Highland charter school that had planned for in-person learning forced to pivot after state orders

HIGHLAND, Calif. (KABC) -- A charter school in Highland that had planned on allowing some students to return to class for in-person learning next month is now switching gears following new orders from state officials.

A classroom at Entrepreneur High School with an elaborate set-up with screens, cameras and desks with plastic partitions will now sit empty after Gov. Gavin Newsom announced that school districts are only allowed to reopen if they meet certain conditions.

In order to resume in-person class instruction, a county must have been off the state's COVID-19 watch list for 14 consecutive days. Districts in counties on the watch list, including Entrepreneur in San Bernardino County, will only be able to do distance learning.

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Gov. Gavin Newsom announced new guidelines Friday to determine which school districts are allowed to reopen classrooms in the fall.

"We understand the governor is in a tough spot. A lot of pressure from a lot of places," said Ray Culberson, executive director for the school.

Instead of returning to campuses as planned on Aug. 3, students will resume with distance learning, which Culberson says didn't work in the spring. Though a lot of time and effort went into planning the set-up, he added that it's not exactly back to the drawing board. He still wants teachers to work from the classroom, even if it's empty.

That way, he says, there's immediate feedback from the teachers and they can frequently check up on students and follow up with them if need be. And by follow-up, he doesn't mean virtually.

"You have to actually send somebody out to knock on the doors. You have to be CDC-safe, you have to have all those things, but you cannot sit in an office," he said. "A kid is going to have to get direct instructions from someone at some point in time. You can't do everything off of a computer."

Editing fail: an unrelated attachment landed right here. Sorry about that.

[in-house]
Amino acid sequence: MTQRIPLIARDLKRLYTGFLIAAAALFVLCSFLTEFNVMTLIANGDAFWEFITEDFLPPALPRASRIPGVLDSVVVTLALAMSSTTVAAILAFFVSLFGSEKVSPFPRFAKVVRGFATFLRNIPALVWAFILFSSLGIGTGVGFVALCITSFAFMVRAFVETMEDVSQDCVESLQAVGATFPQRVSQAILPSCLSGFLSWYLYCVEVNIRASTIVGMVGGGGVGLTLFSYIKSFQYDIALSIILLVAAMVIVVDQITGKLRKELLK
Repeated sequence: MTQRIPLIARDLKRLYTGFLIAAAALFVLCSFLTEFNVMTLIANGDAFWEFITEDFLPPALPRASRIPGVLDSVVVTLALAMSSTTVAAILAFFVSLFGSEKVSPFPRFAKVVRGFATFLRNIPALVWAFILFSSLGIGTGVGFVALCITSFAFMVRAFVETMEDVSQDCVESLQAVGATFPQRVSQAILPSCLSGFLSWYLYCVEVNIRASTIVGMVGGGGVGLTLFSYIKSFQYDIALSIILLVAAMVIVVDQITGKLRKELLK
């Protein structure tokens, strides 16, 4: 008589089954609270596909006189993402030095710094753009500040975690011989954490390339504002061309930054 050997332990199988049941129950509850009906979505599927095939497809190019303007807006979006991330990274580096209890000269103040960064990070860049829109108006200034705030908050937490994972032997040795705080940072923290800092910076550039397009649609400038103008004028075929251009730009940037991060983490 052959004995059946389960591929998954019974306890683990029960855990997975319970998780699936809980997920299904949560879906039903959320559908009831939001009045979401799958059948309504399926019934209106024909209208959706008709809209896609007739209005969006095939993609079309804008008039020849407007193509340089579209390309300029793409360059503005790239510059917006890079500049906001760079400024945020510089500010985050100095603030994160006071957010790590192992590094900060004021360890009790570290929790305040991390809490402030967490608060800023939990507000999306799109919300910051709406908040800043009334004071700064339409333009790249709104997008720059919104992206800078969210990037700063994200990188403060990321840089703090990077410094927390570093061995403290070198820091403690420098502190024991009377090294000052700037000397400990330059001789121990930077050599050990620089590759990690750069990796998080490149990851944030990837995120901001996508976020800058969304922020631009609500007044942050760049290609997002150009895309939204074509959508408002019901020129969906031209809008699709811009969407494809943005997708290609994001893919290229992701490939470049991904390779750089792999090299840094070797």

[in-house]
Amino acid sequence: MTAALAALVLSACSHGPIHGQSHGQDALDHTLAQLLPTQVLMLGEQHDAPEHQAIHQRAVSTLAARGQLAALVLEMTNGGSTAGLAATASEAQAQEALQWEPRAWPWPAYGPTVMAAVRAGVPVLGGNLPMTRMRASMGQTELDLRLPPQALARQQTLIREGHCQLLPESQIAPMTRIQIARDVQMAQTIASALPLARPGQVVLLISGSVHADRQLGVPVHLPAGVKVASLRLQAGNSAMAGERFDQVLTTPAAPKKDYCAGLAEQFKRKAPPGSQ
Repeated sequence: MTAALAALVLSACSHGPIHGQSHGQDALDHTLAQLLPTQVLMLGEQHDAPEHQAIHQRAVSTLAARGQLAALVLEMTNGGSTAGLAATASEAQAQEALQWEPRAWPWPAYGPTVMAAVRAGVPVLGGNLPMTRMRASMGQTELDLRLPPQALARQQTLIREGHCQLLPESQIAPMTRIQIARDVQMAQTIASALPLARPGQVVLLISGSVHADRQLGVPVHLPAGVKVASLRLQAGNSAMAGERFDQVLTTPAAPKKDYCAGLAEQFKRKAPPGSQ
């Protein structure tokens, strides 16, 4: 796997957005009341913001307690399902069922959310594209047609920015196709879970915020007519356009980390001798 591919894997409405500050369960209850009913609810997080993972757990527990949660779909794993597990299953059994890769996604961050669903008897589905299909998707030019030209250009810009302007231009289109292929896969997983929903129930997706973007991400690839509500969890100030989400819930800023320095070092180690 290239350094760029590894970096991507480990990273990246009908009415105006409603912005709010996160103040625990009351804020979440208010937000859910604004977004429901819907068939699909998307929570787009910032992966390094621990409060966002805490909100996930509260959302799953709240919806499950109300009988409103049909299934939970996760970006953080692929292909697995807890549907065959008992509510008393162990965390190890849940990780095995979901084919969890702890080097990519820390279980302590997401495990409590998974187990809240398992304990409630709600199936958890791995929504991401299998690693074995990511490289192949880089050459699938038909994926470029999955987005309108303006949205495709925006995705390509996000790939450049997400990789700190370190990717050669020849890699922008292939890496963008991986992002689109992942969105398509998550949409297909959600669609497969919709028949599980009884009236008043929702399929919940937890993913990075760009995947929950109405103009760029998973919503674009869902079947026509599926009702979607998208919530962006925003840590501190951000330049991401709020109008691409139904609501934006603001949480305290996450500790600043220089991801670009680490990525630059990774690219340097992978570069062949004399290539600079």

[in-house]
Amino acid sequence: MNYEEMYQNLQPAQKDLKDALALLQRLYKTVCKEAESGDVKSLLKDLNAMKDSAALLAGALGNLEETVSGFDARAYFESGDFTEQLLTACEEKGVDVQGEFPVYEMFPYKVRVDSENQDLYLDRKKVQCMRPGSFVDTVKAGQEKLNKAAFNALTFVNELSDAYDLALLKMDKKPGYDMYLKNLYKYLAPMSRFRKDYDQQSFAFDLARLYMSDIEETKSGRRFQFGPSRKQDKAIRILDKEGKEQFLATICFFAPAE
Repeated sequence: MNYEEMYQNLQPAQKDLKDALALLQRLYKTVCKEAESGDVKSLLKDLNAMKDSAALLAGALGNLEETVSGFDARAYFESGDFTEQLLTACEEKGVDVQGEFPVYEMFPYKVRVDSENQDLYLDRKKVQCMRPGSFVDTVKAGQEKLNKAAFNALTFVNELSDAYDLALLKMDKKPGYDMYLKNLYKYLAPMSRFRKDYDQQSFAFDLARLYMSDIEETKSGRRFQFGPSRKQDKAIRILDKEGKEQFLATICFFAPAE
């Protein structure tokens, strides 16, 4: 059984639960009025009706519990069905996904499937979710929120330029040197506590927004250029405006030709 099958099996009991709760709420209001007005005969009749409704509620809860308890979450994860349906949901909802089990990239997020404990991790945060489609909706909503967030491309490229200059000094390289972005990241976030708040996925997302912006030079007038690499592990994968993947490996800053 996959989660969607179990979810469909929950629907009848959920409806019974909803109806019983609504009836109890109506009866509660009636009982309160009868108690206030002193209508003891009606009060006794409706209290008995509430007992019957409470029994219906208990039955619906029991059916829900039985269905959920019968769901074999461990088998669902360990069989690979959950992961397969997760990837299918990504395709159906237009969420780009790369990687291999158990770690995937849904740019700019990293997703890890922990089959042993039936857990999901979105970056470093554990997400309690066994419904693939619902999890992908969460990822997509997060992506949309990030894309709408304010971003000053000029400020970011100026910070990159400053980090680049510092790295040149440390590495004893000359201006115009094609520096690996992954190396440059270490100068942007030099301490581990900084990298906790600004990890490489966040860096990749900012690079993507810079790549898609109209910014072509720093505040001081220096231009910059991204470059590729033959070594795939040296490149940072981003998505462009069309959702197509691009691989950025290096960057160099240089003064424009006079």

Chief Academic Officer Randel Josserand said a recent survey of parents completed last week showed about 60% wanted children to come back to school at least some of the time, and about 40% of parents wanted to keep their kids home and use distance learning. As such, they created two options for parents to choose from.

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A Highland charter school is giving parents the options of choosing between in-person and online classes for their children.

"If a parent says 'What's right for me now is to have my child in class,' then we have that option, but if two weeks later they say 'You know, it's better to go 100% online,' then they do that," Josserand said.

When the state ordered schools to close in late March, everyone rushed to implement distance learning courses, where teachers could reach students online. But Josserand says it didn't work very well.

"We were in school, and the next day we were all doing distance learning. That was not successful. It wasn't successful for us; and for the vast majority of district leaders, it wasn't successful for them either," Josserand said. "So we've had to reimagine what school can be."

The charter school made headlines two years ago for its unique use of an abandoned department store building for its campus.
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